Privacy concern in telco bill
The draft telecom bill’s proposal to bring overthe-top (OTT) services under some form of regulation would sap innovation and raise privacy concerns, much like the personal data protection bill, which the government was forced to withdraw following criticism, analysts said. The government will now come out with a fresh draft of the data protection bill in the next few days, IT minister Ashwini Vaishnaw said on Thursday.
“It’s a matter of a few days before the revised bill is uploaded for consultation,” he said. The telecom minister on Friday said it would take six to 10 months for the draft telecom bill to become an Act. The minister said the telecom bill does not force the decryption of messages on OTTbased services. There is a provision for their interception based on the Supreme Court’s guidelines.
“There is no provision to force decryption (of OTTbased messaging services) … However, there is a very clear process on interception with checks and balances based on Supreme Court’s guidelines. That system will continue to be followed,” he said.
The government in early August withdrew the controversial data protection and privacy bill that sought to override an individual’s right of consent before processing his personal data even as it alarmed big technology companies by restricting cross-border data flows. The turnabout came more than eight months after the Centre had thrown out several amendments proposed by Opposition members in a report submitted by a 30-member joint parliamentary committee in November.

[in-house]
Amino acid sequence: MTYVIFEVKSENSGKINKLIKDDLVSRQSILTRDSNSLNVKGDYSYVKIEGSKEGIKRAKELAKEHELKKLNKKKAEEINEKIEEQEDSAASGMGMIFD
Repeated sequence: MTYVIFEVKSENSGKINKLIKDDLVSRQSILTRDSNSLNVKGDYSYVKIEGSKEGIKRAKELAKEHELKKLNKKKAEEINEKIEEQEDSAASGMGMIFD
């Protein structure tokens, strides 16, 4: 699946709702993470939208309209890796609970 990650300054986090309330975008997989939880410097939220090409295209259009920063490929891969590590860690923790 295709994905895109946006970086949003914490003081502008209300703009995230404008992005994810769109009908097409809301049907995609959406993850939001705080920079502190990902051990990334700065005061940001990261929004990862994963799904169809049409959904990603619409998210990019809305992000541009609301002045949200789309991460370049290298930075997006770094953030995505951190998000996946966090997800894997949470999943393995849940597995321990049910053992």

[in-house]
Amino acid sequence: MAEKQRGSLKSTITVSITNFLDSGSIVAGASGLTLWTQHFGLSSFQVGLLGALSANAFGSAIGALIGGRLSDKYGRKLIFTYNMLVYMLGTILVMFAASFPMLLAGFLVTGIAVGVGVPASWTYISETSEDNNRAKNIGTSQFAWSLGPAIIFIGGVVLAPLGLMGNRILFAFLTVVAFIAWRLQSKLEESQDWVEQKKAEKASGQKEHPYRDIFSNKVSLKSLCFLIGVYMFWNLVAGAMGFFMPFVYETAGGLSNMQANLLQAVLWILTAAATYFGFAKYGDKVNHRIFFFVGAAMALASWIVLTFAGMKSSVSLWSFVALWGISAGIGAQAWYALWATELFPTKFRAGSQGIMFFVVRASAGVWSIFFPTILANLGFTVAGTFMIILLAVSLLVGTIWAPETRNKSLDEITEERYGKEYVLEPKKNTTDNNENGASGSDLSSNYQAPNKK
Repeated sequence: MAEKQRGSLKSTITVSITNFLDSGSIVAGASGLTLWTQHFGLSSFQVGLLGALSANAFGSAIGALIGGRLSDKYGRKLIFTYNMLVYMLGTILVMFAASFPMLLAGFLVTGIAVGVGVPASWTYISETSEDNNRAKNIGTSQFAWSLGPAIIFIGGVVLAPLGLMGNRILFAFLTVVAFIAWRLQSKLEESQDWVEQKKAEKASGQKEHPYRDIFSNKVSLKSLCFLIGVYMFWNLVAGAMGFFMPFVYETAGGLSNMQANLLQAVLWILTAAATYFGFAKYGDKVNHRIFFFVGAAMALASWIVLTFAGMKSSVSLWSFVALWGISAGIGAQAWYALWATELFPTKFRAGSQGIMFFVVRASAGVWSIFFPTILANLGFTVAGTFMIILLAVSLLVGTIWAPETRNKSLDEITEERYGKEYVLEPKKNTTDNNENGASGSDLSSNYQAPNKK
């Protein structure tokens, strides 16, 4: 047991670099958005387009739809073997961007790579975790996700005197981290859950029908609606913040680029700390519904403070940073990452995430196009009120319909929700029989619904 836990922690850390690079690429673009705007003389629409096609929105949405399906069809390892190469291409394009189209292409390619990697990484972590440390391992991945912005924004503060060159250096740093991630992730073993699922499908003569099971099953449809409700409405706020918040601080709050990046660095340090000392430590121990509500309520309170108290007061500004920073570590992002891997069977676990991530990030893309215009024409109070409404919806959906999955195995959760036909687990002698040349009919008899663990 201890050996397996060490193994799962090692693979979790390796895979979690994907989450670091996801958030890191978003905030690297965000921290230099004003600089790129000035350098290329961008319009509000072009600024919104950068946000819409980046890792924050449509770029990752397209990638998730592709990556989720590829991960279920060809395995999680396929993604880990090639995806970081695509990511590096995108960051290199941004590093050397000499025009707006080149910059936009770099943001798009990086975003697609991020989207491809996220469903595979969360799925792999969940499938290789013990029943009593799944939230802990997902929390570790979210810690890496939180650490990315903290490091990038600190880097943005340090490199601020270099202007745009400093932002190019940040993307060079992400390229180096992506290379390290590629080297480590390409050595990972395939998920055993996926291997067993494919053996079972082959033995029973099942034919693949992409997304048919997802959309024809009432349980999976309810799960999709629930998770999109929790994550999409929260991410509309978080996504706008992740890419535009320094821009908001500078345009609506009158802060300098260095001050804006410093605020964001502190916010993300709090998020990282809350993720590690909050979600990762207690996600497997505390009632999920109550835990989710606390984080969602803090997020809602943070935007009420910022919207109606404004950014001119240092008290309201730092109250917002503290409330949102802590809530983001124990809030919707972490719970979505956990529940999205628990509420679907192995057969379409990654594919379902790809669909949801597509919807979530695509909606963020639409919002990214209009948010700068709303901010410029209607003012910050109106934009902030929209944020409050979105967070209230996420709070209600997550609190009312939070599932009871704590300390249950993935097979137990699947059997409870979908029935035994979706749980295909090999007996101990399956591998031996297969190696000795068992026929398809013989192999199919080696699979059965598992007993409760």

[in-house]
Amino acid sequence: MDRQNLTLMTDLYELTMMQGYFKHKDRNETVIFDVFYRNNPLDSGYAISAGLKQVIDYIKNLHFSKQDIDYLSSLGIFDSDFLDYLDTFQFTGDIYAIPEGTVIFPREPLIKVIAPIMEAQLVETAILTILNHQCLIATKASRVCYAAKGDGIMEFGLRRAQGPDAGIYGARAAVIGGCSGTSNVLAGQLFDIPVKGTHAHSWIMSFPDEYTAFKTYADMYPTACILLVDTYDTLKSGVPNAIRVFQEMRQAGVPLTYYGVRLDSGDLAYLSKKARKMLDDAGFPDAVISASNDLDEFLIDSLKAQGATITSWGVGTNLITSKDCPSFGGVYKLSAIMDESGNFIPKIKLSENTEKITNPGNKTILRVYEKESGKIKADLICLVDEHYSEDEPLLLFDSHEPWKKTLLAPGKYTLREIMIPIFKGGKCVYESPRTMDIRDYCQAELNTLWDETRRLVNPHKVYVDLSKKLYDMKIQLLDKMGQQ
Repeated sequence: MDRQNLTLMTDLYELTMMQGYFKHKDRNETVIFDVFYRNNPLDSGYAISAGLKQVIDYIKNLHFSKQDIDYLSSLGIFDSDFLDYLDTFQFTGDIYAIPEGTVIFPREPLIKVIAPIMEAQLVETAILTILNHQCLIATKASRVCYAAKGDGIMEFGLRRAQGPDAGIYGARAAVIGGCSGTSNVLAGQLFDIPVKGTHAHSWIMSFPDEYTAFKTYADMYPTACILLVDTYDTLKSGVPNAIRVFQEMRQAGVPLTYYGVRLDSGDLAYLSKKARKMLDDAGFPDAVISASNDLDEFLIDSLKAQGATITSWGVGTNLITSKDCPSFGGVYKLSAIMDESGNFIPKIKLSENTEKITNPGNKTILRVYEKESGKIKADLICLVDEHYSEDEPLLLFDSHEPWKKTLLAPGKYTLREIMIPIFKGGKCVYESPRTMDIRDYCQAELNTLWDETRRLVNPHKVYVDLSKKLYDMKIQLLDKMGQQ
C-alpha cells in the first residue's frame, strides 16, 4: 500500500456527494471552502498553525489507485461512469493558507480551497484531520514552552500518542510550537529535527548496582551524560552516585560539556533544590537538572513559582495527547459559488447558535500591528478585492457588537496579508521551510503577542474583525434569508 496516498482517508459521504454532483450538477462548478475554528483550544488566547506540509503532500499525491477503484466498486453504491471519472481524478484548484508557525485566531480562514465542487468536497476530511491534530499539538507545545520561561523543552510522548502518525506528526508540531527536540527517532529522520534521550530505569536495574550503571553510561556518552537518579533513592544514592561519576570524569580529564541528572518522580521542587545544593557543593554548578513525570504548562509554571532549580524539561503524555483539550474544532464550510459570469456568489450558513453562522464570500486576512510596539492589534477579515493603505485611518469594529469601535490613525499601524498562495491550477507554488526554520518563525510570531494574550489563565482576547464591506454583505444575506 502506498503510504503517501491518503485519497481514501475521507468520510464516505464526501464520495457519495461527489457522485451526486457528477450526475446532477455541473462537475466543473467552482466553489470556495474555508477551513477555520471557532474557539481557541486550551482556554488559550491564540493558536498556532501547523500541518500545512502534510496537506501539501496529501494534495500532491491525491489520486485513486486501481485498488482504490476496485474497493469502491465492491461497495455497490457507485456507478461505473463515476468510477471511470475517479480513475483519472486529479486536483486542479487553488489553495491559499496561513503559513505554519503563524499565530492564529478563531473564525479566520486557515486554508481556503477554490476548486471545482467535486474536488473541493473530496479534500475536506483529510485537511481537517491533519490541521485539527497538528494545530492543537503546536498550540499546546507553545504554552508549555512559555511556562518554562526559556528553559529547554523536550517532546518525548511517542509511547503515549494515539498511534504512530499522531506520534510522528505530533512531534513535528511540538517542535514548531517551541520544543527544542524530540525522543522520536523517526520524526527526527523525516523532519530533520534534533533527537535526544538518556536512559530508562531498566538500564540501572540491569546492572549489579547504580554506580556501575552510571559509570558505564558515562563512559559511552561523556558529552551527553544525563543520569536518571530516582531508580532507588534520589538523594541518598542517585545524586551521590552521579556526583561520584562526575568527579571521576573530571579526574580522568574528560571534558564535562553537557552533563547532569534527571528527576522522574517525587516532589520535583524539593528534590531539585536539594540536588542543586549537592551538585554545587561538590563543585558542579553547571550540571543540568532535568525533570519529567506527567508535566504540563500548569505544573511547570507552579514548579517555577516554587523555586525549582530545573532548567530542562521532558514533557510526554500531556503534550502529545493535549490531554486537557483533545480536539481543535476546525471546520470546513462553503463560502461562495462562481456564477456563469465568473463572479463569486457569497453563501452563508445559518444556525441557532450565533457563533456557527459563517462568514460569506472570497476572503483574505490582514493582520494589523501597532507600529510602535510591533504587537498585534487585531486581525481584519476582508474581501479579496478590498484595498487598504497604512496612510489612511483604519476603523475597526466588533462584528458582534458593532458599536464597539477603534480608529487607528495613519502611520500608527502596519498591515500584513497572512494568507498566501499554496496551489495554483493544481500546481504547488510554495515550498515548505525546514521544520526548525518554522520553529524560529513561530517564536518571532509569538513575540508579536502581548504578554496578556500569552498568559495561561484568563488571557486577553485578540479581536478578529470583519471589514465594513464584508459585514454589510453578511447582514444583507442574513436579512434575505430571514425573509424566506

Prasanth Sugathan, legal director, Software Freedom Law Centre said the draft telecom bill has continued with the same provisions regarding surveillance and suspension of telecommunication services as in the previous Act. The bill has not considered reforming the current provisions surrounding telephone tapping and suspension of telecom services, he said.
“They (OTT) are the backbone of the Digital Economy and by including such services as telecommunication services and subjecting them to licensing, it could stifle the entire socio-economic ecosystem, kill innovation and stymie the GDP growth,” T.V. Ramachandran, president, Broadband India Forum, said. Internet Freedom Foundation said Clause 24(2)(a) of the draft bill expanded the surveillance powers under the Indian Telegraph Act, 1885, which authorised interception of messages transmitted through telegraphs.
The clause has extending it to “telecommunication services or network”, threatening end-to-end encryption. “India’s Draft Telecommunication Bill is yet another attack on end-to-end encryption (E2EE), and people’s fundamental rights and freedoms, following the invasive IT Rules, 2021,” Namrata Maheshwari, Asia Pacific Policy Counsel at Access Now, a digital rights group, said.
“There is a significant overlap with IT Act as far as power to intercept is concerned. Both IT act and the bill being a special law, contain overriding law provisions. This needs close attention of interpretation and applicability, Karnika Seth, cyber law expert, said. N.S. Nappinai, Supreme Court advocate and founder Cyber Saathi, said the interception and surveillance provisions under Section 24 have to be reviewed and proportionality has to be built in. Better clarity on sanctions for violations is critical.”